UPDATED: Several actresses like Ever Carradine (The Handmaid’s Tale), Merrin Dungey (Big Little Lies) and Sprague Grayden (Hightown) turned to Twitter this week to express frustration over the pandemic-era trend of (costly) tape auditions and whether in-person tryouts are truly a thing of the past.
Carradine began her social media rant by noting how an ad popped up on her Instagram account for a “respected casting director’s office offering self tape opportunities for a fee. If we can go to casting and tape, can’t we just go to casting and actually read without paying $50 an audition?”
When someone asked if actors now have to pay for an audition, Carradine replied, “No, but you have to pay a facility to tape and read with you. In the before covid times, this was a last resort and most auditions happened in person in the room with casting, producers and the director. Self tape was like one out of 20 auditions. Now it’s 20 outta 20.”
She went on to say, “I’m not faulting them for offering their space or helping actors tape. Not at all. It’s more about getting in the room again.”
Carradine’s tweets were shared by Dungey, who replied, “This is some real bullsh– right here. It’s bad enough we can’t go in, and to get a great tape you have to use a service because you need a reader/lighting/editing. We are paying to get jobs now. With no notes. No communication. Lengthy sides. It’s not ideal.”
To which Carradine replied, “We are also paying for the jobs we don’t get.”
Lisa Ann Walter (Abbott Elementary) suggested that Dungey run for a union position, while actress Grayden weighed in on the trend by saying “self taping has given my family and I the room to move to a city that is much healthier for us. I think of the young/ unknown actor who desperately wants a chance to show said casting office what they can do. Who protects them?”
One such place now offering self-tape rooms is Betty Mae Casting, which touts “lightstorm LED daylights with beauty dishes and a calming setting” for $30 for 15 minutes or $45 for 30 minutes. There is also an additional $10 fee for camera/editing and a $10 fee for a reader.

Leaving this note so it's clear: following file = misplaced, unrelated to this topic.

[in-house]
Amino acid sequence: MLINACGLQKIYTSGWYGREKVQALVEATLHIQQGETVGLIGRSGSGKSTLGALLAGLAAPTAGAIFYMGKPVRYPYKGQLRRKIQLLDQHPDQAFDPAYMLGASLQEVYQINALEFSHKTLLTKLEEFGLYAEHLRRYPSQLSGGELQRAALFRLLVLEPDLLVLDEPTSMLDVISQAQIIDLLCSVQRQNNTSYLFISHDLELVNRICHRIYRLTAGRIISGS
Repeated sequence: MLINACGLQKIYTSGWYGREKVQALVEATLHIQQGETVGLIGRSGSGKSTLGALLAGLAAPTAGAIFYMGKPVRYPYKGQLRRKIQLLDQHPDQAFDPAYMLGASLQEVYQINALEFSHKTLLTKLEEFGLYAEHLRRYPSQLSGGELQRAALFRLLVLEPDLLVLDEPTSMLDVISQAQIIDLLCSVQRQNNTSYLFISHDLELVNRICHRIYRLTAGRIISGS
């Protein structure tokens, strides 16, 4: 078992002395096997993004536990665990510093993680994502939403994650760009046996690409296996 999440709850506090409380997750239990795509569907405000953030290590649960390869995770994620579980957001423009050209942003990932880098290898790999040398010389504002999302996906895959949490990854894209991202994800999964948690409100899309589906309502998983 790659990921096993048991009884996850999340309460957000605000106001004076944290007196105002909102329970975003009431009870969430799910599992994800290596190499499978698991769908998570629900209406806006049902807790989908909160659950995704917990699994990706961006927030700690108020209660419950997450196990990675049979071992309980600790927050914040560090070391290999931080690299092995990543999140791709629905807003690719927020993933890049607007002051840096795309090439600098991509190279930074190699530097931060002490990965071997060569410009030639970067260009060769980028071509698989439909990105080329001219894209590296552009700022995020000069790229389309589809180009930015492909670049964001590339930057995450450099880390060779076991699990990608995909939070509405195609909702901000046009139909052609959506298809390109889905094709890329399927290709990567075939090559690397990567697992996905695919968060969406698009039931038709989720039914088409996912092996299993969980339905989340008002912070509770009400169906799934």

The agency, founded by casting director Mary Vernieu (Glass Onion, Knives Out), opened the spaces on March 1 after briefly experimenting with the rooms before the pandemic.
“Given auditions are mostly requested via self-tape these days, we are happy to offer our space and equipment for actors to make their tape the best it can be,” a spokesperson tells Deadline. “To be crystal clear, we are only offering the same service as any other taping facility. We are not asking actors to pay for a space to come in and audition with us for our projects. Actors who book this service will not be seen by any Betty Mae casting directors or associates, nor will they be allowed to use this service to tape for any Betty Mae projects. Anyone booking a room is required to send sides ahead of time before their appointment is confirmed.”
In her tweets, Carradine acknowledges that self-tape rooms are not the problem; it’s how the audition process has forever changed because of the pandemic. One high-level executive producer tells Deadline that taped auditions “save so much time” and are here to stay but “I know not all actors love it, which is a bummer.” Adds the Betty Mae spokesperson, “We don’t know where it will go. Often times it’s up to the studio/network/producers and their health & safety guidelines. We hope we can all be together again soon!”
“My issue is about getting IN the room,” Carradine tweeted. “I miss reading in person and am drowning in self tapes. I am not disparaging anyone for charging to rent their space so actors can self tape. I pay a facility down the street to tape all the time.”
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